A recent post on the Pokemon GO subreddit has laid out serious allegations against developer Niantic. The accusation is that by not disclosing the drop rate of shiny Pokémon, Niantic has breached the iOS App Store Terms of Service.
The claim came about after a different, unconfirmed post on /r/TheSilphRoad stated that, during the most recent regional event, shiny Pokémon which used to show up in 1 out of every 50 eggs now only show up in 1 out of every 126 eggs. The post in question apparently made use of a tool that wasn't allowed on the subreddit, so it has been removed, but an archived version of the claim can be found here.
The iOS app store requires that games featuring loot boxes or other randomized items for purchase must tell players the odds of receiving each type of item. If a game doesn't do that, it has breached the app store terms of service and might face removal from the app store.
But what if it's not the random item itself for sale? What if what they sell is something that's not needed to unlock the random item, but helps you unlock them quickly? Does that still count as selling loot boxes?
Even if the analysis on /r/TheSilphRoad isn't accurate, this question lies at the heart of the issue. Eggs provide users with a random Pokémon every time one hatches, which arguably makes them a loot box, even though Niantic doesn't deem them such. Niantic sells incubators, which hatch the Pokemon after players walk a certain distance. Players start with one incubator that can be used an infinite number of times, so all that extra incubators do is let players hatch more eggs at once.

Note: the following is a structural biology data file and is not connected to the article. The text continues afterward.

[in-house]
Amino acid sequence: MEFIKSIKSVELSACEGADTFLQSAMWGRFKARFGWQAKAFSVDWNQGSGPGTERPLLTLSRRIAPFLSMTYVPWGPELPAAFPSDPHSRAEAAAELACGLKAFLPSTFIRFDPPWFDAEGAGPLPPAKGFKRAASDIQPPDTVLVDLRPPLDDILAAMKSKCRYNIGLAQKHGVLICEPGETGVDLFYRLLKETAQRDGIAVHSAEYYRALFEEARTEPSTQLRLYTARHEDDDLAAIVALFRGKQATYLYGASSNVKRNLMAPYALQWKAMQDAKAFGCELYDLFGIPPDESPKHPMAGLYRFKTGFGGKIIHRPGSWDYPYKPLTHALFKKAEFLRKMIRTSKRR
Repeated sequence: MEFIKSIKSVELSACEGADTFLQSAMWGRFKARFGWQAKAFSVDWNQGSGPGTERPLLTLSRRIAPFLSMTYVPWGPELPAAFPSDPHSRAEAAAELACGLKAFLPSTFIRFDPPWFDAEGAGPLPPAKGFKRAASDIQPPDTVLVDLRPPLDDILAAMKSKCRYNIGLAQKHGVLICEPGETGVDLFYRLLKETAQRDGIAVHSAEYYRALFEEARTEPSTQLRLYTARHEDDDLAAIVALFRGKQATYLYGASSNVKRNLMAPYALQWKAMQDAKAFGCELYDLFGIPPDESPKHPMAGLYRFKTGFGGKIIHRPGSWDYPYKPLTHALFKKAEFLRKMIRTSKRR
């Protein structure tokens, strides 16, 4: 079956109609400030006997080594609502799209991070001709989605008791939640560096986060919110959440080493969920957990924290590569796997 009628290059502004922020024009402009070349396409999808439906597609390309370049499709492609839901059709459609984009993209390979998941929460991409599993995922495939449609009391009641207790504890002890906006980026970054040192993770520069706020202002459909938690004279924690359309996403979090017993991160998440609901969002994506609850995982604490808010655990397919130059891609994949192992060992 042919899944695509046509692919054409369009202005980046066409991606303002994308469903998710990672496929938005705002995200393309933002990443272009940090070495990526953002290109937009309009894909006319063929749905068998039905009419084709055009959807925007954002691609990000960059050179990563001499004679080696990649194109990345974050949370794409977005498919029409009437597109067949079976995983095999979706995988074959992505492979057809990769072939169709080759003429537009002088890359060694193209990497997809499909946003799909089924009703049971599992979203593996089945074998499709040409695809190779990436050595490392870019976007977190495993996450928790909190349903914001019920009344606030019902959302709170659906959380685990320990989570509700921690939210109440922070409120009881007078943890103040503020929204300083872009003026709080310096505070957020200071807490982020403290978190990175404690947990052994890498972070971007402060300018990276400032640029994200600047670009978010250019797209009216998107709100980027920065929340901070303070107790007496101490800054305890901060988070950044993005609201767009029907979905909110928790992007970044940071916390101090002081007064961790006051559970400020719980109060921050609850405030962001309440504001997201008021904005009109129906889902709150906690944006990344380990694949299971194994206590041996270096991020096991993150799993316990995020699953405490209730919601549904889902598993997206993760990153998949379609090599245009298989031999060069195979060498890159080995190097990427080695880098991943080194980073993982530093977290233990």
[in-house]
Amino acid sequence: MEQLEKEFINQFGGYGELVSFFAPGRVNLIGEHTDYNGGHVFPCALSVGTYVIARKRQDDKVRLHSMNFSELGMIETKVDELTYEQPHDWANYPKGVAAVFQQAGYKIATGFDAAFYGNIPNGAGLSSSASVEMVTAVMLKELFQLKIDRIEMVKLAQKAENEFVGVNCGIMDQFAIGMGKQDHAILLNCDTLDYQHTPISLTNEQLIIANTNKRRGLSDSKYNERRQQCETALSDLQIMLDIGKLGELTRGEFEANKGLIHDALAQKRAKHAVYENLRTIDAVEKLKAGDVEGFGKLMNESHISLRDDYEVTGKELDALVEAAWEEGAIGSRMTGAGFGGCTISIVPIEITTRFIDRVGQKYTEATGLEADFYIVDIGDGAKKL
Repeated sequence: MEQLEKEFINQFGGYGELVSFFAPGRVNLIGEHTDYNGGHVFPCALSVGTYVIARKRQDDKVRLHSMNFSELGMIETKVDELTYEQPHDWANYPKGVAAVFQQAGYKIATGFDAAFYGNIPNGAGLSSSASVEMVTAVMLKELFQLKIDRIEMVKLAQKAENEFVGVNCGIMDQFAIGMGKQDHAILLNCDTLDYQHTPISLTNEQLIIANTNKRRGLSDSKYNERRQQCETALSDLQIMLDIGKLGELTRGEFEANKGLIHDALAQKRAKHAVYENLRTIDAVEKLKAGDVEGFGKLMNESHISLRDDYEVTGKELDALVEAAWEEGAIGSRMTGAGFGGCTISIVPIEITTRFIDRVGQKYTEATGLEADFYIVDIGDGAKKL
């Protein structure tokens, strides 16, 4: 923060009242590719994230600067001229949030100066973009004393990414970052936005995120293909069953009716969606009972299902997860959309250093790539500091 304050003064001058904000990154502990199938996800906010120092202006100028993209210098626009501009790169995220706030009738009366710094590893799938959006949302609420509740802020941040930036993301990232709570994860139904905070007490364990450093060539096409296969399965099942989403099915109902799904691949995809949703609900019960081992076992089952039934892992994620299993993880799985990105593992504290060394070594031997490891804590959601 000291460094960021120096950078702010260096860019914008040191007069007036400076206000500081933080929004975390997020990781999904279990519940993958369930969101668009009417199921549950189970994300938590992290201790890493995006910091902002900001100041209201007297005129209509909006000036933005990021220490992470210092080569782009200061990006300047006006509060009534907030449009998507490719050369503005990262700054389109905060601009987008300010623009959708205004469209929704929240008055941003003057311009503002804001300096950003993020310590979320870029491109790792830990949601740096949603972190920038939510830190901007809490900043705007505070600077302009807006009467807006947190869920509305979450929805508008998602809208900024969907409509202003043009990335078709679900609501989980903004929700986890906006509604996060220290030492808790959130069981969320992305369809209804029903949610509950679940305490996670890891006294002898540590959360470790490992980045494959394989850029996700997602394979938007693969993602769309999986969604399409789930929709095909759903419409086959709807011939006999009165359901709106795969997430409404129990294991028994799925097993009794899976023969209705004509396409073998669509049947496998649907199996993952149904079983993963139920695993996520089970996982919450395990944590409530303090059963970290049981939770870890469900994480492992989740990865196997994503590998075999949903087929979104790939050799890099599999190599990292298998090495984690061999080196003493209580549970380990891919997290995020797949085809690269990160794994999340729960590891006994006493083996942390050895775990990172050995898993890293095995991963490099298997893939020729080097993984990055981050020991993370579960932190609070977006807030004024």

It's a fine distinction to make, and Apple's response to the claim (if they respond at all) will determine just how broad of a definition the app store has for "loot boxes." If adding an extra step between the purchase and the actual random element is enough to sidestep the drop rate requirement, there will likely be a lot more developers making use of that strategy in the future.